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More Hands, More Power? Estimating the Impact of Immigration on Output and Technology Choices Using Early 20th Century US Agriculture

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  • Jeanne Lafortune
  • José Tessada
  • Carolina González-Velosa

Abstract

Can shifts in output mix or technologies attenuate the impact of immigration on wages? We explore this using immigration-induced changes in relative labor supply at the county level in US Censuses of Agriculture in early 20th century. An increase in labor supply induced a shift away from capital-intensive crops and a reduction in farm size. Crop mix adjustments were more likely in counties less specialized in a given crop while adjustments in technological and organization changes were more marked in the rest. Suggestive evidence indicates that crop mix adjustments, but not organizational changes, were sufficient to limit wage impacts.

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Bibliographic Info

Paper provided by Instituto de Economia. Pontificia Universidad Católica de Chile. in its series Documentos de Trabajo with number 431.

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Date of creation: 2013
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Handle: RePEc:ioe:doctra:431

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Keywords: Immigration; Agriculture; Output mix; Technological change;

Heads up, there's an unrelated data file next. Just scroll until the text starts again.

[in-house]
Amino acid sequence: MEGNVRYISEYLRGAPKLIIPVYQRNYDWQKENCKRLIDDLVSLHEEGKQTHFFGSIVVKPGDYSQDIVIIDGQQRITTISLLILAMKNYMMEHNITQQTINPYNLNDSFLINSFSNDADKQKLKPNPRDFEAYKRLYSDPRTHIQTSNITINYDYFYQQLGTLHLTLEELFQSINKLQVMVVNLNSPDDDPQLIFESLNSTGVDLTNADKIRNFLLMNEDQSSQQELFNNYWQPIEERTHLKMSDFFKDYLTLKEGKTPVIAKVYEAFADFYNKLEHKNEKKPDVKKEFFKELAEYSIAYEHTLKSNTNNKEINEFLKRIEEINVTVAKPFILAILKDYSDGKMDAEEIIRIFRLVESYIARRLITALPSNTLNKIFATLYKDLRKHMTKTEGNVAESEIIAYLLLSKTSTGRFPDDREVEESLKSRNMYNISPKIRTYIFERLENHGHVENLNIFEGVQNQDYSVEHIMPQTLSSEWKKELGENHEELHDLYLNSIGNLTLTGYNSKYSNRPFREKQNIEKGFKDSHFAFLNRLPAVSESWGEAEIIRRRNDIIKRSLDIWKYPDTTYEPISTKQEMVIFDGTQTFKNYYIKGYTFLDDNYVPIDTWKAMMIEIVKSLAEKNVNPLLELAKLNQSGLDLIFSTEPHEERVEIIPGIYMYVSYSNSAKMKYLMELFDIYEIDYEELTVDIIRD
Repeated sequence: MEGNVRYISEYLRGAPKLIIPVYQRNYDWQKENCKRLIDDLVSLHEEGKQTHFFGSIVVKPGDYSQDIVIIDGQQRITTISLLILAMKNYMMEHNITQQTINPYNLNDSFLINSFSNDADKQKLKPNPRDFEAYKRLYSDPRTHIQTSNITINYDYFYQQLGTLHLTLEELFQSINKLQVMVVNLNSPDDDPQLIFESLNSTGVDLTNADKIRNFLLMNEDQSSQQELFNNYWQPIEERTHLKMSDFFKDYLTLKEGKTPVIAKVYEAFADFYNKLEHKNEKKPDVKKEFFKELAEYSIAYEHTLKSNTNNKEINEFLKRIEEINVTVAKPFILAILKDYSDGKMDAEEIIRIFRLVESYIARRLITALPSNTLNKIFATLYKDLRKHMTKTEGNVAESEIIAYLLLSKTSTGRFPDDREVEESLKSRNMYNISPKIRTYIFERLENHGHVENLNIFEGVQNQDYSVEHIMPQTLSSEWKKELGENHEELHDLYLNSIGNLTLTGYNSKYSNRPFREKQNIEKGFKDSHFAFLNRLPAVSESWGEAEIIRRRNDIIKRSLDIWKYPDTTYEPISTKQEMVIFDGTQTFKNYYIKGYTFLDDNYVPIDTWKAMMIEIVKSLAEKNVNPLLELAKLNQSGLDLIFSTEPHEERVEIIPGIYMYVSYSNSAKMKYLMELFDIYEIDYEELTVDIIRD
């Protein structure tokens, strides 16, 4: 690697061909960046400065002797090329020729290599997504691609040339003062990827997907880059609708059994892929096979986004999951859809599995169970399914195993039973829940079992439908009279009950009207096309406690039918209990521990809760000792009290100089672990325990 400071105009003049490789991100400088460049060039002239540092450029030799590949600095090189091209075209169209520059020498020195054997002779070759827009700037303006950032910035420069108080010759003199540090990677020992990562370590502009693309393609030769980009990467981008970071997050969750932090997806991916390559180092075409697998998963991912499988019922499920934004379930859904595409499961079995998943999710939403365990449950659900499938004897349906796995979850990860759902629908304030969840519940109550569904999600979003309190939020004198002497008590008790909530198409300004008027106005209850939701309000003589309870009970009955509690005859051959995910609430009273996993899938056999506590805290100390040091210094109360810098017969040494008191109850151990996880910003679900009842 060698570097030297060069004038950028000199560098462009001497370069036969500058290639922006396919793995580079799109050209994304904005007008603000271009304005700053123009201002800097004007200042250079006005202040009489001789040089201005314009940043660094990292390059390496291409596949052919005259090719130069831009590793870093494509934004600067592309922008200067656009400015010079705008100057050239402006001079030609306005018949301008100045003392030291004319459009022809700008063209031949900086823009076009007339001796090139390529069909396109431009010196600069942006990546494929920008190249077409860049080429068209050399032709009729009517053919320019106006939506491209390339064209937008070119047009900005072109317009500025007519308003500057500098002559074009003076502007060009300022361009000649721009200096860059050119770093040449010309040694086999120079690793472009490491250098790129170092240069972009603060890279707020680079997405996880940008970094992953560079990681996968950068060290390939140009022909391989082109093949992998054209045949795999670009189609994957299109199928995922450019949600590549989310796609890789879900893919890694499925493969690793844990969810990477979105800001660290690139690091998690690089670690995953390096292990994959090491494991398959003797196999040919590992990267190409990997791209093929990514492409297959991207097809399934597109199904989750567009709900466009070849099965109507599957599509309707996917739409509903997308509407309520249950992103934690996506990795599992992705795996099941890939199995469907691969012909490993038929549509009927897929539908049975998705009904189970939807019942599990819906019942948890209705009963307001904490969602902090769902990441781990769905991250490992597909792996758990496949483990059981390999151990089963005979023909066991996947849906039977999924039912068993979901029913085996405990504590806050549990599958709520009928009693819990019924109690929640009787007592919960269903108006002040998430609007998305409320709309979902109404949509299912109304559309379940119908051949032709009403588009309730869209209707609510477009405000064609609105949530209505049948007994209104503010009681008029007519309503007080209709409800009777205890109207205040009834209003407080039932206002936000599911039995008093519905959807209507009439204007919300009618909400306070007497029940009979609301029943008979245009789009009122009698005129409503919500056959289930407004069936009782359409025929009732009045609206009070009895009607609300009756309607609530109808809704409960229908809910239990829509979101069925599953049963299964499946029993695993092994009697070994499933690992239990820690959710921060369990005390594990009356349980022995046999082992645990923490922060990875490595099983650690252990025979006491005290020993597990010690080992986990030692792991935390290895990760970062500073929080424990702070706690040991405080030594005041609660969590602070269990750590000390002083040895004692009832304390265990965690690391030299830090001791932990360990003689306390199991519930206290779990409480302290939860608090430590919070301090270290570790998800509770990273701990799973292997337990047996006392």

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  1. Richard Hornbeck, 2012. "The Enduring Impact of the American Dust Bowl: Short- and Long-Run Adjustments to Environmental Catastrophe," American Economic Review, American Economic Association, vol. 102(4), pages 1477-1507, June.
  2. Ethan Lewis, 2004. "How did the Miami labor market absorb the Mariel immigrants?," Working Papers 04-3, Federal Reserve Bank of Philadelphia.
  3. Whatley, Warren C., 1987. "Southern Agrarian Labor Contracts as Impediments to Cotton Mechanization," The Journal of Economic History, Cambridge University Press, vol. 47(01), pages 45-70, March.
  4. Alan L. Olmstead & Paul W. Rhode, 2000. "The diffusion of the tractor in American Agriculture: 1910-1960," ICER Working Papers 13-2000, ICER - International Centre for Economic Research.
  5. Hanson, Gordon H. & Slaughter, Matthew J., 2002. "Labor-market adjustment in open economies: Evidence from US states," Journal of International Economics, Elsevier, vol. 57(1), pages 3-29, June.
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